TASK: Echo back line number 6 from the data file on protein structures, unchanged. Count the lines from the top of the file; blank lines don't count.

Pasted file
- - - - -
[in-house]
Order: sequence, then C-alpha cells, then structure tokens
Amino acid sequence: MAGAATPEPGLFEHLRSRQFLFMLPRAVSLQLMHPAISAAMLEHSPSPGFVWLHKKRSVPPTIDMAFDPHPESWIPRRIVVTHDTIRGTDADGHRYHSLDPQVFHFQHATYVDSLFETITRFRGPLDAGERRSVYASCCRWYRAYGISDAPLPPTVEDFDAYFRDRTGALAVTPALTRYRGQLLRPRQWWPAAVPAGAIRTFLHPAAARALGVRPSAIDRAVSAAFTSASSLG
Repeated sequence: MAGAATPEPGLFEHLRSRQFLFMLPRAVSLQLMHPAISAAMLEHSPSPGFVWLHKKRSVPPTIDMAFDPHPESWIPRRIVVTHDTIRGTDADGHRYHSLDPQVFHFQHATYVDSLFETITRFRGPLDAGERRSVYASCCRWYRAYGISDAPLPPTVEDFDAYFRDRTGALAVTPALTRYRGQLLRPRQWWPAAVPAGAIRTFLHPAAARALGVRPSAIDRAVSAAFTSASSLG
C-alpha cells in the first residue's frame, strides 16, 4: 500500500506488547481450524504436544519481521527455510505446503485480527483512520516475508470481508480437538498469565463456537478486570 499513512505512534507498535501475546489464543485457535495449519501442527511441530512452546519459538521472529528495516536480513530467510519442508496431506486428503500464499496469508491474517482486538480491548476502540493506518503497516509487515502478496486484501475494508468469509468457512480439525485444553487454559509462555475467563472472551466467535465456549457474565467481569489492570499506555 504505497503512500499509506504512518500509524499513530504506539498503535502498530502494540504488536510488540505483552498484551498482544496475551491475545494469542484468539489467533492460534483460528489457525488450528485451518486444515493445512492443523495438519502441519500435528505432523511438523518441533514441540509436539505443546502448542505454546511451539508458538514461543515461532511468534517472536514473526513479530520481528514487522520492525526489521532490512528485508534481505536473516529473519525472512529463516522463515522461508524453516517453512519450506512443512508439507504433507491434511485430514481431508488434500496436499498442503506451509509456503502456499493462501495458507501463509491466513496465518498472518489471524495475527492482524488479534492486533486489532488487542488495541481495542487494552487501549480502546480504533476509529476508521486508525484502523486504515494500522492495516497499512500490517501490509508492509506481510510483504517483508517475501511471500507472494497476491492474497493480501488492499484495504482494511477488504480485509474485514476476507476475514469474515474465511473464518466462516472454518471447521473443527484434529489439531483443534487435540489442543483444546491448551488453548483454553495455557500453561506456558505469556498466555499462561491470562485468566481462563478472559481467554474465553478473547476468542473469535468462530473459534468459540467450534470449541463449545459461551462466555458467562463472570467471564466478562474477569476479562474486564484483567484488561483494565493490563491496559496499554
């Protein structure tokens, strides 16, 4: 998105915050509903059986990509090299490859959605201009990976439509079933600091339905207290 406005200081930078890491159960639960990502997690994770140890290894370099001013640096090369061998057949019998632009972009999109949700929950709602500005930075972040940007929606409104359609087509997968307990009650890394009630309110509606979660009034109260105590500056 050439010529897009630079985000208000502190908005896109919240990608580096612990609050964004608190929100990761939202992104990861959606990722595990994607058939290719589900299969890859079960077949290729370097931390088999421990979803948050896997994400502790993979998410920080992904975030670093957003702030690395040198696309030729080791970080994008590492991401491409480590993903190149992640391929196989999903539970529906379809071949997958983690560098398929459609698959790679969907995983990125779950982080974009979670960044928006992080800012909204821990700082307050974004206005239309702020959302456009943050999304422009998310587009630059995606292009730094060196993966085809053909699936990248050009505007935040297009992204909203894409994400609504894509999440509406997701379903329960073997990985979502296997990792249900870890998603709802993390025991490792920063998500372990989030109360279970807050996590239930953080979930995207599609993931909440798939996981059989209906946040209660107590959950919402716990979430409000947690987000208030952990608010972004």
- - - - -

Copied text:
């Protein structure tokens, strides 16, 4: 998105915050509903059986990509090299490859959605201009990976439509079933600091339905207290 406005200081930078890491159960639960990502997690994770140890290894370099001013640096090369061998057949019998632009972009999109949700929950709602500005930075972040940007929606409104359609087509997968307990009650890394009630309110509606979660009034109260105590500056 050439010529897009630079985000208000502190908005896109919240990608580096612990609050964004608190929100990761939202992104990861959606990722595990994607058939290719589900299969890859079960077949290729370097931390088999421990979803948050896997994400502790993979998410920080992904975030670093957003702030690395040198696309030729080791970080994008590492991401491409480590993903190149992640391929196989999903539970529906379809071949997958983690560098398929459609698959790679969907995983990125779950982080974009979670960044928006992080800012909204821990700082307050974004206005239309702020959302456009943050999304422009998310587009630059995606292009730094060196993966085809053909699936990248050009505007935040297009992204909203894409994400609504894509999440509406997701379903329960073997990985979502296997990792249900870890998603709802993390025991490792920063998500372990989030109360279970807050996590239930953080979930995207599609993931909440798939996981059989209906946040209660107590959950919402716990979430409000947690987000208030952990608010972004």